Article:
Surgical Endoscopy

, Volume 27, Issue 5, pp 1579–1586 | Cite as

Predicting patient dissatisfaction following laparoscopic Nissen fundoplication: an analysis of symptoms

  • Edwin BeenenEmail author
  • Paul Fogarty
  • Ross H. Roberts



Nissen fundoplication is a well-established treatment for gastroesophageal reflux disease (GERD) with a high success rate and a long-lasting effect. However, the literature reports that a persistent, small group of patients is not fully satisfied with the outcome. Identifying this patient group preoperatively would prevent disappointment for both patients and surgeon. This has proven difficult since dissatisfaction was related to nondisease-related factors instead of typical symptoms of GERD or the objective findings of investigations. We studied our series of patients who underwent laparoscopic Nissen fundoplication to identify predictors of patient dissatisfaction and the impact of surgery on individual symptoms.


All consecutive private patients undergoing Nissen fundoplication were asked to complete a preoperative and postoperative questionnaire concerning symptoms, medication use, and satisfaction. Demographics, investigations, complications, and reinterventions were documented. A standard laparoscopic Nissen fundoplication was performed.


Over an 11-year period 222 patients underwent surgery for GERD. The postoperative response rate to the questionnaire was 77.5 %, with dissatisfaction reported by 12.8 % of the patients. Of these dissatisfied patients, only 13.6 % had proven disease recurrence. Both satisfied and dissatisfied patients presented with an inconsistent pattern of symptoms. None of the preoperative symptoms and investigations or the patient’s age and gender was predictive of postoperative dissatisfaction. Only postoperative heartburn, regurgitation, and bloating significantly correlated with patient dissatisfaction.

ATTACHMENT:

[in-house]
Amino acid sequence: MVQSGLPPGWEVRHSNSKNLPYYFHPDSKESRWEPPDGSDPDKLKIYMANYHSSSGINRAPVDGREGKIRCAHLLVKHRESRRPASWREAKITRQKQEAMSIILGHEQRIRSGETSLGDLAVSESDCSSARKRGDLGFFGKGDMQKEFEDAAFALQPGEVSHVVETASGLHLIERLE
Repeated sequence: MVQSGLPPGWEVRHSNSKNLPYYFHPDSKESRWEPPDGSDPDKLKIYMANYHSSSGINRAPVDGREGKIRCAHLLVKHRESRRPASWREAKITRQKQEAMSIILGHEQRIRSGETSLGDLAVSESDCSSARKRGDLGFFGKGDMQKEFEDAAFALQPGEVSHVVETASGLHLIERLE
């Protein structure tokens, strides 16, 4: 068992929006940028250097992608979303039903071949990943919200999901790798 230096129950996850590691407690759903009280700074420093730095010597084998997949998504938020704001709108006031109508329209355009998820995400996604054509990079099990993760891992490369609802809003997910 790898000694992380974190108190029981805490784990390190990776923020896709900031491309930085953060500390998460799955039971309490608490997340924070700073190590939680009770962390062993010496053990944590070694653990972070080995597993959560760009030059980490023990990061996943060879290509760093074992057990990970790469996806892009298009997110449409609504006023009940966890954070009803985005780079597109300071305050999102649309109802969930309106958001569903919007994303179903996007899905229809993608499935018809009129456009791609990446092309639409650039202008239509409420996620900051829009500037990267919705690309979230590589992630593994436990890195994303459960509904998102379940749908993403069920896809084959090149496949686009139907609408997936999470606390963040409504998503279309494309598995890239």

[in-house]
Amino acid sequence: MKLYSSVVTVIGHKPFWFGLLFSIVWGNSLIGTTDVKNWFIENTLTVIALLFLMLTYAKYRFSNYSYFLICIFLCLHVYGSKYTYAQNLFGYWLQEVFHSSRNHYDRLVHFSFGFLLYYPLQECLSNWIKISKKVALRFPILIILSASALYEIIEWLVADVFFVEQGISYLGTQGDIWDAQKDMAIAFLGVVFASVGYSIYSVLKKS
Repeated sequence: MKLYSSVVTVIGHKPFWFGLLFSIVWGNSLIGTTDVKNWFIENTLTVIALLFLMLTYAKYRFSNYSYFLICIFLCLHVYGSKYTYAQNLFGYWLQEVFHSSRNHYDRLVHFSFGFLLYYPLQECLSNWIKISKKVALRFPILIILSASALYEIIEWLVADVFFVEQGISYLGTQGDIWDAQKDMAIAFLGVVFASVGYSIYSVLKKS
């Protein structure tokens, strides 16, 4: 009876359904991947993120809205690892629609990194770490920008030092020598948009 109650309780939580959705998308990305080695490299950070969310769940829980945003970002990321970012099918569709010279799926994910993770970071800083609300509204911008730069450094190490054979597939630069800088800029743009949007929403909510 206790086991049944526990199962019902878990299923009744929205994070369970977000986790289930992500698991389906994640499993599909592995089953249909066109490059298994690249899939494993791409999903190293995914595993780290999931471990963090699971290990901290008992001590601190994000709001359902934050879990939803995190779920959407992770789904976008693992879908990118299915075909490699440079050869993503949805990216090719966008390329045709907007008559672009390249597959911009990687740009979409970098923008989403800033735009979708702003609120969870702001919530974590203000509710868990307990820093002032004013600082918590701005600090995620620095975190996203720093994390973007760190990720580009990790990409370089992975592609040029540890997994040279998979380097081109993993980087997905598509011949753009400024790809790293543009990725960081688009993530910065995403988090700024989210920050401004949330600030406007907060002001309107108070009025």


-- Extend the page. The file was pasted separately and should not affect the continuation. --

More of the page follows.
Nissen fundoplication has a very high satisfaction rate overall. A small percentage of patients are not fully satisfied and dissatisfaction is associated with reported persistent symptoms and side effects of surgery rather than gender or preoperative symptom pattern, severity of esophagitis, or total 24 h esophageal acid exposure.


Esophagus Gastroesophageal reflux disease Fundoplication Signs and symptoms 



We are grateful for the excellent help given by Debbie Osborn and Mary Joslen for their aid in gathering and processing the patient data.


Drs. E. Beenen, P. Fogarty, and R. H. Roberts have no conflicts of interest or financial ties to disclose.


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Copyright information

© Springer Science+Business Media New York 2012

Authors and Affiliations

  1. 1.Department of SurgeryChristchurch HospitalChristchurchNew Zealand
  2. 2.The Hernia ClinicChristchurchNew Zealand

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